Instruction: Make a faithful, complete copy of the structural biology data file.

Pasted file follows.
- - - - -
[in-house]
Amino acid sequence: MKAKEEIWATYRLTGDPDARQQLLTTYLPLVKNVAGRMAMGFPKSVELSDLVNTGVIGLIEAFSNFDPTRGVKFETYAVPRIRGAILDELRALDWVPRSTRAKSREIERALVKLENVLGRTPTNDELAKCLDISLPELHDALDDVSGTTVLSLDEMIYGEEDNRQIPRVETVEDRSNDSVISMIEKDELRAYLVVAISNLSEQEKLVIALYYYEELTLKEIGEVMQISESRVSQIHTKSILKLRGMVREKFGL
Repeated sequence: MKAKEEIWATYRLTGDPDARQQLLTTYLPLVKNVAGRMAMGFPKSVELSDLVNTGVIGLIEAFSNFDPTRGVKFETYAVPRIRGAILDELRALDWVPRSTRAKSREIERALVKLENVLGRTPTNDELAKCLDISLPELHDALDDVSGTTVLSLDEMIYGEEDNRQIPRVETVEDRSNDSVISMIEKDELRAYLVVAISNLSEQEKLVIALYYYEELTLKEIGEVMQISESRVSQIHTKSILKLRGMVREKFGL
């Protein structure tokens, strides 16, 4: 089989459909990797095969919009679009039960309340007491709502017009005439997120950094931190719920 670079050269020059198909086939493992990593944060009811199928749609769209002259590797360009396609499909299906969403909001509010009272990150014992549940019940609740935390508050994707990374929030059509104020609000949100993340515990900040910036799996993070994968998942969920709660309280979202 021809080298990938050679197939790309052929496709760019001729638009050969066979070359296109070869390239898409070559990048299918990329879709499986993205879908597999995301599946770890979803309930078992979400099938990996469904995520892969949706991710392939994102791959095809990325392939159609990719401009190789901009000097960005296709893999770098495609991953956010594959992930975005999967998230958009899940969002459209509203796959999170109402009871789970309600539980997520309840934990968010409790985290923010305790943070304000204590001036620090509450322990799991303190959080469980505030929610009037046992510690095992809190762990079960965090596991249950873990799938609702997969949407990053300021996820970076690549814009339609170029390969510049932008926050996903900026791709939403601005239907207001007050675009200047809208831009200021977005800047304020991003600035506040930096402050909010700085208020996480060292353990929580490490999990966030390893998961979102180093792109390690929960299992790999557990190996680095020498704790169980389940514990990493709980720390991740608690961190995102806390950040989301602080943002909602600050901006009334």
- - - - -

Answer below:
[in-house]
Amino acid sequence: MKAKEEIWATYRLTGDPDARQQLLTTYLPLVKNVAGRMAMGFPKSVELSDLVNTGVIGLIEAFSNFDPTRGVKFETYAVPRIRGAILDELRALDWVPRSTRAKSREIERALVKLENVLGRTPTNDELAKCLDISLPELHDALDDVSGTTVLSLDEMIYGEEDNRQIPRVETVEDRSNDSVISMIEKDELRAYLVVAISNLSEQEKLVIALYYYEELTLKEIGEVMQISESRVSQIHTKSILKLRGMVREKFGL
Repeated sequence: MKAKEEIWATYRLTGDPDARQQLLTTYLPLVKNVAGRMAMGFPKSVELSDLVNTGVIGLIEAFSNFDPTRGVKFETYAVPRIRGAILDELRALDWVPRSTRAKSREIERALVKLENVLGRTPTNDELAKCLDISLPELHDALDDVSGTTVLSLDEMIYGEEDNRQIPRVETVEDRSNDSVISMIEKDELRAYLVVAISNLSEQEKLVIALYYYEELTLKEIGEVMQISESRVSQIHTKSILKLRGMVREKFGL
């Protein structure tokens, strides 16, 4: 089989459909990797095969919009679009039960309340007491709502017009005439997120950094931190719920 670079050269020059198909086939493992990593944060009811199928749609769209002259590797360009396609499909299906969403909001509010009272990150014992549940019940609740935390508050994707990374929030059509104020609000949100993340515990900040910036799996993070994968998942969920709660309280979202 021809080298990938050679197939790309052929496709760019001729638009050969066979070359296109070869390239898409070559990048299918990329879709499986993205879908597999995301599946770890979803309930078992979400099938990996469904995520892969949706991710392939994102791959095809990325392939159609990719401009190789901009000097960005296709893999770098495609991953956010594959992930975005999967998230958009899940969002459209509203796959999170109402009871789970309600539980997520309840934990968010409790985290923010305790943070304000204590001036620090509450322990799991303190959080469980505030929610009037046992510690095992809190762990079960965090596991249950873990799938609702997969949407990053300021996820970076690549814009339609170029390969510049932008926050996903900026791709939403601005239907207001007050675009200047809208831009200021977005800047304020991003600035506040930096402050909010700085208020996480060292353990929580490490999990966030390893998961979102180093792109390690929960299992790999557990190996680095020498704790169980389940514990990493709980720390991740608690961190995102806390950040989301602080943002909602600050901006009334």